Technology stocks got off to a rough start this year: by mid-January, the Nasdaq Composite (a tech-heavy index, considered a benchmark for the sector) had fallen 14% from its 52-week high. Many techies have rallied a bit since, but given that the Nasdaq followed an upward trajectory from 2009 through 2015, analysts are wondering if the sector is entering major correction mode in 2016.
No one likes to see the value of his or her portfolio drop, but that’s especially true if you’re retired and staring at a declining balance that’s supposed to get you through the rest of your life. Let’s take a look at whether it’s safe for retirees to take the risk on tech stocks in this market.
Safety in Numbers
You’ve heard it your whole investment life: diversify, diversify, diversify. Well, it’s still true.
"Every investment has risks, but the technology sector can be more volatile relative to other sectors,” says Tom C. W. Lin, a business law professor at Temple University in Philadelphia, who researches financial markets and regulations. “Instead of investing in individual tech stocks, retirees looking to invest in the tech sector should invest in low-cost funds that track the Nasdaq or a basket of tech companies to diversify their holdings.”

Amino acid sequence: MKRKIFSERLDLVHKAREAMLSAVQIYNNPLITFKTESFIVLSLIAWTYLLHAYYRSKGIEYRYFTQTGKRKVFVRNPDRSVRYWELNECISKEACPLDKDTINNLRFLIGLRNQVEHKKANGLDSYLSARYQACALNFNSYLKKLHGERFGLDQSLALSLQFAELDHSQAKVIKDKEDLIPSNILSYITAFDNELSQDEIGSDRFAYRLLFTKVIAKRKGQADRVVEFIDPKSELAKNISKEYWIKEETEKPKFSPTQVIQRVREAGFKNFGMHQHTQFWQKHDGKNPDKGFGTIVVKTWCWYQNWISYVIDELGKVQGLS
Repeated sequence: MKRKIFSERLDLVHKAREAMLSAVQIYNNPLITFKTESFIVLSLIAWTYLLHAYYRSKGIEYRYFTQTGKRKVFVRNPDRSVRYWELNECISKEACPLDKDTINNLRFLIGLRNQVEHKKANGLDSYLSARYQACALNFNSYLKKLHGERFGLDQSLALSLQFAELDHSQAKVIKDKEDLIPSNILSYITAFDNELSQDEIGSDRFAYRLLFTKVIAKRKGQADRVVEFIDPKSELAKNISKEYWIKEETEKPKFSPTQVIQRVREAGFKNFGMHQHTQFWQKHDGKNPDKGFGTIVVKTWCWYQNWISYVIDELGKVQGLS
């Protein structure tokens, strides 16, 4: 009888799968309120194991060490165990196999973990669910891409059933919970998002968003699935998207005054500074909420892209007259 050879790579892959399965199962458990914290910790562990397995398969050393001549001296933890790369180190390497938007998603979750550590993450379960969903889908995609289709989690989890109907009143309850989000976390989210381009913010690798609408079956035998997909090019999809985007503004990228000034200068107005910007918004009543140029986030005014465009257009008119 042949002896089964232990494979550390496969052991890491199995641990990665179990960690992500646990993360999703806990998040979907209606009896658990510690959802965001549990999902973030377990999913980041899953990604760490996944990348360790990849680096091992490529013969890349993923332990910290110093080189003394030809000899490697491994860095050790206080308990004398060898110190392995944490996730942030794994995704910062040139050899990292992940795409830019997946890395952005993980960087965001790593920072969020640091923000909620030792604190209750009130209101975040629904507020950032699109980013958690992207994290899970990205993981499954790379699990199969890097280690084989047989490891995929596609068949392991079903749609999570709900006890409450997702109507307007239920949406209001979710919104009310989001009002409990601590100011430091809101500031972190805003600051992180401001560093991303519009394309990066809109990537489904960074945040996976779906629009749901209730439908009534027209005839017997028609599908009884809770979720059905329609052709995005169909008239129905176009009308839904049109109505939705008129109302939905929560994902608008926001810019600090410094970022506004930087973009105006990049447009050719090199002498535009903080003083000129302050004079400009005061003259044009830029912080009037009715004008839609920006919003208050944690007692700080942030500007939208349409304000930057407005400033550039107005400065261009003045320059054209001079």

Index funds that follow tech stocks are one option for diversifying your tech holdings while minimizing your investment fees (a key factor in determining how high your returns will be). There are also plenty of low-cost exchange-traded funds (ETFs) that track technology stocks. They include:
- Vanguard’s Information Technology ETF, 0.10% expense ratio
- Technology Select Sector SPDR ETF, 0.14% expense ratio
- Fidelity MSCI Information Tech ETF, 0.12% expense ratio
- iShares US Technology, 0.43% expense ratio
Buy ‘Blue Chips’
While index funds and ETFs take much of the guesswork and expense out of investing in tech stocks, you might enjoy the challenge of researching and analyzing individual stocks and the satisfaction that comes from choosing a stock that performs well. You might enjoy it so much that you’re willing to deal with the disappointments and losses of bad picks.